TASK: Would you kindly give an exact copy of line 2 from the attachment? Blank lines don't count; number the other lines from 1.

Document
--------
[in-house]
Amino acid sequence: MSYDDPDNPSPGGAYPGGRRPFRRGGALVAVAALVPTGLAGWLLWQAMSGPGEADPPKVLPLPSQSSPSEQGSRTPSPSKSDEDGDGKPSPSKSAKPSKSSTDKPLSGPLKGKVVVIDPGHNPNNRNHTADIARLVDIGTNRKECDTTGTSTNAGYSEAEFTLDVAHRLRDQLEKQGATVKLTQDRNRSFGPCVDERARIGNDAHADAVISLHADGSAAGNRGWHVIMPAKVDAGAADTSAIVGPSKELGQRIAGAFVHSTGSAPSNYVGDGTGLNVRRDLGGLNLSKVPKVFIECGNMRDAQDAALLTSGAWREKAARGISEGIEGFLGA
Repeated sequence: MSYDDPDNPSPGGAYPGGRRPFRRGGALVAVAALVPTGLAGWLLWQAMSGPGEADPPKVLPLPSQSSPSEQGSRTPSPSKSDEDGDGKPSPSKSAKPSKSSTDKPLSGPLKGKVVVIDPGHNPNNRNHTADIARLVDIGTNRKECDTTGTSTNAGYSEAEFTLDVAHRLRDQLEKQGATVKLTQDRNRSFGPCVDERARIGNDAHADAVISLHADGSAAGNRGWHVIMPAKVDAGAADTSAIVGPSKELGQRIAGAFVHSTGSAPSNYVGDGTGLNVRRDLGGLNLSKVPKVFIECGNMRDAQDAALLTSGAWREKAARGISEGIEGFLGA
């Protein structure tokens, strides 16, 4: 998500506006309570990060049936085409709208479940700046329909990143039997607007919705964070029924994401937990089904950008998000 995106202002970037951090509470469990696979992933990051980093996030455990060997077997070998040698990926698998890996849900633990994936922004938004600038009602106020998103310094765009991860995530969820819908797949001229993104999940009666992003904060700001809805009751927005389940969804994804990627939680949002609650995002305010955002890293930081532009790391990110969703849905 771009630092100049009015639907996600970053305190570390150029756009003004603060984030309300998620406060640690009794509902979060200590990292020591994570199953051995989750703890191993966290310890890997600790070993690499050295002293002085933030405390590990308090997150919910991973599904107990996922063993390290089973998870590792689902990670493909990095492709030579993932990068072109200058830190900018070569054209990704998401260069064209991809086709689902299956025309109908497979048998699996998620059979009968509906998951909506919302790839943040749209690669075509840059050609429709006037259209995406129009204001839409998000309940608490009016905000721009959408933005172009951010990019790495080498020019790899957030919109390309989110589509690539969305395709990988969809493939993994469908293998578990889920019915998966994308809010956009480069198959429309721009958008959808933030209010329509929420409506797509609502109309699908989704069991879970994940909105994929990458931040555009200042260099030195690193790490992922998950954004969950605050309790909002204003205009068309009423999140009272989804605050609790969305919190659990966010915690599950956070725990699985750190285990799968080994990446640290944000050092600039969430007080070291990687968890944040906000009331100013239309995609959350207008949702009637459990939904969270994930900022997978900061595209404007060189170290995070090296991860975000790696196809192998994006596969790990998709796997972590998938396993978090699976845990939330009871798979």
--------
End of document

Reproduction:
Amino acid sequence: MSYDDPDNPSPGGAYPGGRRPFRRGGALVAVAALVPTGLAGWLLWQAMSGPGEADPPKVLPLPSQSSPSEQGSRTPSPSKSDEDGDGKPSPSKSAKPSKSSTDKPLSGPLKGKVVVIDPGHNPNNRNHTADIARLVDIGTNRKECDTTGTSTNAGYSEAEFTLDVAHRLRDQLEKQGATVKLTQDRNRSFGPCVDERARIGNDAHADAVISLHADGSAAGNRGWHVIMPAKVDAGAADTSAIVGPSKELGQRIAGAFVHSTGSAPSNYVGDGTGLNVRRDLGGLNLSKVPKVFIECGNMRDAQDAALLTSGAWREKAARGISEGIEGFLGA